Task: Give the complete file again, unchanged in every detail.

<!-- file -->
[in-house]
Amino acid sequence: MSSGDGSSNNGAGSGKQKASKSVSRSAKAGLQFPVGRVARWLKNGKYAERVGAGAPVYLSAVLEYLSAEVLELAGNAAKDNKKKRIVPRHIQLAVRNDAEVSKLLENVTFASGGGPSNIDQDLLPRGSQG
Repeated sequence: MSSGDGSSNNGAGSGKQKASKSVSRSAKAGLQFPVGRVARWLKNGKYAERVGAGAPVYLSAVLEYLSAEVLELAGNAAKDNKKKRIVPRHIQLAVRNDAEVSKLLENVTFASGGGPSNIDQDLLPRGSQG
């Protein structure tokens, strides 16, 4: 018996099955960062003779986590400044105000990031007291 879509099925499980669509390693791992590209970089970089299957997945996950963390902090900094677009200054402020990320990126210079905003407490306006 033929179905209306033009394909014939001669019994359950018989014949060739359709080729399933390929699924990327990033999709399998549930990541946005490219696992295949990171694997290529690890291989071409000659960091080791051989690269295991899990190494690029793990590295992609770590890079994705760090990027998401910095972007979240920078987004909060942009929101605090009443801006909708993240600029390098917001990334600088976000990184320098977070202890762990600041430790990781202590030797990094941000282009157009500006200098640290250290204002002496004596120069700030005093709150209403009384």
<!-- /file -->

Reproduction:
[in-house]
Amino acid sequence: MSSGDGSSNNGAGSGKQKASKSVSRSAKAGLQFPVGRVARWLKNGKYAERVGAGAPVYLSAVLEYLSAEVLELAGNAAKDNKKKRIVPRHIQLAVRNDAEVSKLLENVTFASGGGPSNIDQDLLPRGSQG
Repeated sequence: MSSGDGSSNNGAGSGKQKASKSVSRSAKAGLQFPVGRVARWLKNGKYAERVGAGAPVYLSAVLEYLSAEVLELAGNAAKDNKKKRIVPRHIQLAVRNDAEVSKLLENVTFASGGGPSNIDQDLLPRGSQG
């Protein structure tokens, strides 16, 4: 018996099955960062003779986590400044105000990031007291 879509099925499980669509390693791992590209970089970089299957997945996950963390902090900094677009200054402020990320990126210079905003407490306006 033929179905209306033009394909014939001669019994359950018989014949060739359709080729399933390929699924990327990033999709399998549930990541946005490219696992295949990171694997290529690890291989071409000659960091080791051989690269295991899990190494690029793990590295992609770590890079994705760090990027998401910095972007979240920078987004909060942009929101605090009443801006909708993240600029390098917001990334600088976000990184320098977070202890762990600041430790990781202590030797990094941000282009157009500006200098640290250290204002002496004596120069700030005093709150209403009384």